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Radiant heat manifolds and zone controls

CJO
CJO Member Posts: 3
I bought a home last year that has in floor radiant heat and have fixed /repaired quite a bit of stuff.

Replaced Polaris water heater/boiler "Seeping Tank" , recirculation pump "Failed", re plumbed with all brass and stainless flexible lines and also took apart and rebuilt Manifold assembly "Basically just a bunch of orings". My question is I don’t really trust the Manifold as it is showing signs of cracks and seepage and want to replace it. When searching for new manifolds it seems a quality brass one is the best option but I would like to keep my current configuration pretty much the same and the new manifolds put actuators on the return side "Cold side" and my system has them on the inlet side or "Hot feed" line. Apparently one or the older designs, I’ve included pictures for you to laugh at.

Also the actuators are of a 4 wire design to turn on a recirculation pump. "There is only one for the whole system" and helps circulate the water to the 6 zones.

Will my system still work the same if I use the new manifolds and put actuators on the return side and be able to still be able to balance the flow rate correctly? I have also been told I can use 2 wire actuators but don’t you need the 4 wire design with an end switch to turn on recirculation pump.

Thanks Craig

Comments

  • zacmobile
    zacmobile Member Posts: 211
    manifolds

    Depending on the manufacturer & model modern heating manifolds can have the actuators on the supply (hot) side or the return (cold) side, it doesn't make any difference to the system performance. If you are using a zone control as indicated in the picture then it should have a built in end switch to tell the pump to turn on and hence make 4 wire actuators redundant.



    Another thing: it looks as though you may have non-oxygen barrier PEX pipe, if that is the case then you are on the right track replacing steel fittings & pipe with brass & stainless, you should also make sure the pump is bronze or stainless as well. Also you may want to look at an anti corrosion chemical treatment for the system fluid.
  • CJO
    CJO Member Posts: 3
    Controls

    Thanks for the help when you say redundant so you mean 4 wire version is not needed and I can use 2 wire sensors like others have said?

    As for  anti corrsion chemicals I use the boiler for both Radiant heat and Domestic hot water is there a chemical that is safe for this.

    Thanks again
  • Ironman
    Ironman Member Posts: 6,564
    edited January 2013
    Legionella

    The manifolds are not a big problem. Using the same tank for domestic and space heating is. Apart from the system issues that can develop with an open system, the larger issue is that such a system is a legionella breeding farm. 10 + years ago, these systems were popular in the U.S. because of the lack of knowledge and education in the plumbing and hydronic trades. And, they were a cheap way to get hot water for space heating. "Why buy a boiler when you can use a water heater for both"? Now, we're better educated as to "why".



    The water that stays in the floor during summer months breeds legionella and then dumps it back into the hot water tank when the heat is turned on. If the aquastat on the polaris is not set to a minimum of 140*, the bacteria continues to breed in the tank. It's then vaporized through your shower head and inhaled into your lungs. If you have a healthy immune system, it will probably ward off the disease. But the young, the elderly or those whose immune system is weakened, are prime targets for contracting what could be fatal.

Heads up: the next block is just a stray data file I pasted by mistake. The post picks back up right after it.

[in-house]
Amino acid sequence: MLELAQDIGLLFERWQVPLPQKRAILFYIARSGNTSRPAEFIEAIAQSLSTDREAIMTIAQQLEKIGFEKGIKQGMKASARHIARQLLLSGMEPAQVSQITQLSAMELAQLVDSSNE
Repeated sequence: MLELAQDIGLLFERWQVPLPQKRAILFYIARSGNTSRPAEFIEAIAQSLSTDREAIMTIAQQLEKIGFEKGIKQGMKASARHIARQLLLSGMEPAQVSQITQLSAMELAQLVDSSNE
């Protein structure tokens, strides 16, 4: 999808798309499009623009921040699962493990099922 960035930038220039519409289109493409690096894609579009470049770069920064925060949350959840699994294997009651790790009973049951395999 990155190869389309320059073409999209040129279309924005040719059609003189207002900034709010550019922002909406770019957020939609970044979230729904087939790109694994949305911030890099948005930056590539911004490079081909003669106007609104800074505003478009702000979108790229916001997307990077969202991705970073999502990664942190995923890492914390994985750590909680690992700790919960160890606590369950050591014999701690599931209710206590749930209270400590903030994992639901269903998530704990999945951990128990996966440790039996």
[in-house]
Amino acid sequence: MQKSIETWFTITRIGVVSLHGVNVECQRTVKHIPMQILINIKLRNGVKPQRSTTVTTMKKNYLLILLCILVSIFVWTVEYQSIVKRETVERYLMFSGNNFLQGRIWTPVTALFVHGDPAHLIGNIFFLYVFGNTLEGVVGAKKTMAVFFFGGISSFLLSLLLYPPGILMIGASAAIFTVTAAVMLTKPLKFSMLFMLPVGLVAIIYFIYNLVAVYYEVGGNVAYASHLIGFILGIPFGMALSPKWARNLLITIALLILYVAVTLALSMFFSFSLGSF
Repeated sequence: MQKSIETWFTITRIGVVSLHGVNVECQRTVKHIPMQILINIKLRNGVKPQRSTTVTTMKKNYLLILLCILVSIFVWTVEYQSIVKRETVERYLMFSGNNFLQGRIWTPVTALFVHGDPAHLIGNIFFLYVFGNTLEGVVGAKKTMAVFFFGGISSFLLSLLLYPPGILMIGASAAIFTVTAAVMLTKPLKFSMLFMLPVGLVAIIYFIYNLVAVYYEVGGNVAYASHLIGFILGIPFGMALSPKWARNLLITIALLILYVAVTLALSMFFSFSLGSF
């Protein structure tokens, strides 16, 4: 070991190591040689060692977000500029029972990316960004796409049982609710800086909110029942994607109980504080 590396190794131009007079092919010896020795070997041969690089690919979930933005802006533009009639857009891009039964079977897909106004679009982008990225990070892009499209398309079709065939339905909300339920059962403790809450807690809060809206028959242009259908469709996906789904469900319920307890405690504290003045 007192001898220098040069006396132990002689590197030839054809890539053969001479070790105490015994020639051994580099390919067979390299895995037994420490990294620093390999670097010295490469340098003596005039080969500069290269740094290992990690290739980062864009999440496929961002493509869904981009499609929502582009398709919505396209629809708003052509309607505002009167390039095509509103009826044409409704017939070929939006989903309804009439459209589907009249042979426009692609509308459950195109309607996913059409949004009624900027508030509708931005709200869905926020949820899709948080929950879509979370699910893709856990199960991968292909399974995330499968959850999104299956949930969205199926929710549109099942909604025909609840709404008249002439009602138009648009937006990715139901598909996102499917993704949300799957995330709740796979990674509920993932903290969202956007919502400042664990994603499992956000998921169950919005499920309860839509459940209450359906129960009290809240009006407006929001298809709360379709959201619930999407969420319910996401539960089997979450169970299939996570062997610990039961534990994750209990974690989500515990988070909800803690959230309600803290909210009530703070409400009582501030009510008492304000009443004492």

You need to have the space heating separated from the domestic through a heat exchanger with the proper controls or use a boiler. A combi boiler could handle both and replace the polaris which will probably go sooner than later.



    For the moment, I would recommend that you turn the polaris up to at least 150* and have a mixing valve on the domestic to temper the water down to 125*. You may also need a mixing valve on the floor if you don't already have one. This is not a permanent solution, but it will make the system much safer regarding legionella.



    Oh, Manifolds. Look at using European made: Caleffi, Rehau, Uponor. Don't use the chinese, they're junk.
    Bob Boan
    You can choose to do what you want, but you cannot choose the consequences.
  • CJO
    CJO Member Posts: 3
    Polaris

    Well thanks for the info as for the polaris it is already set to 155

    I dont have any mixing valves but might add one.

    As for manifolds im thinking a Caleffi in going to be the one of choice.

    As for seperating the system I Just bought the Polaris that does both so will live with that as is for now.

    I am still looking for an answer on the actuators my control system panel has to use what appears to be a 4 wire version with end switch unless you can use a jumper to run the circulation pump with 2 wire actuators in place of the 3rd and 4th wire. This does  show on a schematic as a possibility.

    Thanks again all
  • zacmobile
    zacmobile Member Posts: 211
    edited January 2013
    polaris

    Yes you probably only need the 2 wire actuators (no end switch) I was under the impression that the Polaris tank had a built-in heat exchanger for the radiant side? If it does in fact share the same water between the radiant & domestic that should be corrected ASAP as Ironman says, you would need to add a heat exchanger & a pump & an expansion tank to the radiant side.



    Edit: http://www.americanwaterheaternews.com/media/lit/polaris/Polaris_Installation_Manual.pdf Actually it doesn't appear to. Yeah, you need to change that.
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